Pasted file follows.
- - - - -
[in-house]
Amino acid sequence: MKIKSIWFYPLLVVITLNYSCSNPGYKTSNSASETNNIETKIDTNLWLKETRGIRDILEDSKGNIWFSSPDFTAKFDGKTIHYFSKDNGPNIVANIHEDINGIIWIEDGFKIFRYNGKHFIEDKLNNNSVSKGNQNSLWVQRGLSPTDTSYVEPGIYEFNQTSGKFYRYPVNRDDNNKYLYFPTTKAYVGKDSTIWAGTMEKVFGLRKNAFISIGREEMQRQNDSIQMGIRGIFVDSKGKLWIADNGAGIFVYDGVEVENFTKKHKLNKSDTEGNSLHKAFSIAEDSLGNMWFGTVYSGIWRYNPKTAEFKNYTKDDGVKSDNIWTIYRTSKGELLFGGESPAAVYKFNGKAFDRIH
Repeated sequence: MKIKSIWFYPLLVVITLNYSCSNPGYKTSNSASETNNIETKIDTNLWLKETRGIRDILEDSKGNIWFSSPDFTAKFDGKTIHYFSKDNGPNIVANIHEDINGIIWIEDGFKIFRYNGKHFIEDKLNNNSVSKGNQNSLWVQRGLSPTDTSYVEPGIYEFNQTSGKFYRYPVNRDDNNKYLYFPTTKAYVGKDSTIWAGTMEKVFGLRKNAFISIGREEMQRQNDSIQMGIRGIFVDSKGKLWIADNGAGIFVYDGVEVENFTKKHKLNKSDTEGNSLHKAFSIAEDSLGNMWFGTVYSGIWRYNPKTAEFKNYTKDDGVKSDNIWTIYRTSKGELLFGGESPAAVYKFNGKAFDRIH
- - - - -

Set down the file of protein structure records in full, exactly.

[in-house]
Amino acid sequence: MKIKSIWFYPLLVVITLNYSCSNPGYKTSNSASETNNIETKIDTNLWLKETRGIRDILEDSKGNIWFSSPDFTAKFDGKTIHYFSKDNGPNIVANIHEDINGIIWIEDGFKIFRYNGKHFIEDKLNNNSVSKGNQNSLWVQRGLSPTDTSYVEPGIYEFNQTSGKFYRYPVNRDDNNKYLYFPTTKAYVGKDSTIWAGTMEKVFGLRKNAFISIGREEMQRQNDSIQMGIRGIFVDSKGKLWIADNGAGIFVYDGVEVENFTKKHKLNKSDTEGNSLHKAFSIAEDSLGNMWFGTVYSGIWRYNPKTAEFKNYTKDDGVKSDNIWTIYRTSKGELLFGGESPAAVYKFNGKAFDRIH
Repeated sequence: MKIKSIWFYPLLVVITLNYSCSNPGYKTSNSASETNNIETKIDTNLWLKETRGIRDILEDSKGNIWFSSPDFTAKFDGKTIHYFSKDNGPNIVANIHEDINGIIWIEDGFKIFRYNGKHFIEDKLNNNSVSKGNQNSLWVQRGLSPTDTSYVEPGIYEFNQTSGKFYRYPVNRDDNNKYLYFPTTKAYVGKDSTIWAGTMEKVFGLRKNAFISIGREEMQRQNDSIQMGIRGIFVDSKGKLWIADNGAGIFVYDGVEVENFTKKHKLNKSDTEGNSLHKAFSIAEDSLGNMWFGTVYSGIWRYNPKTAEFKNYTKDDGVKSDNIWTIYRTSKGELLFGGESPAAVYKFNGKAFDRIH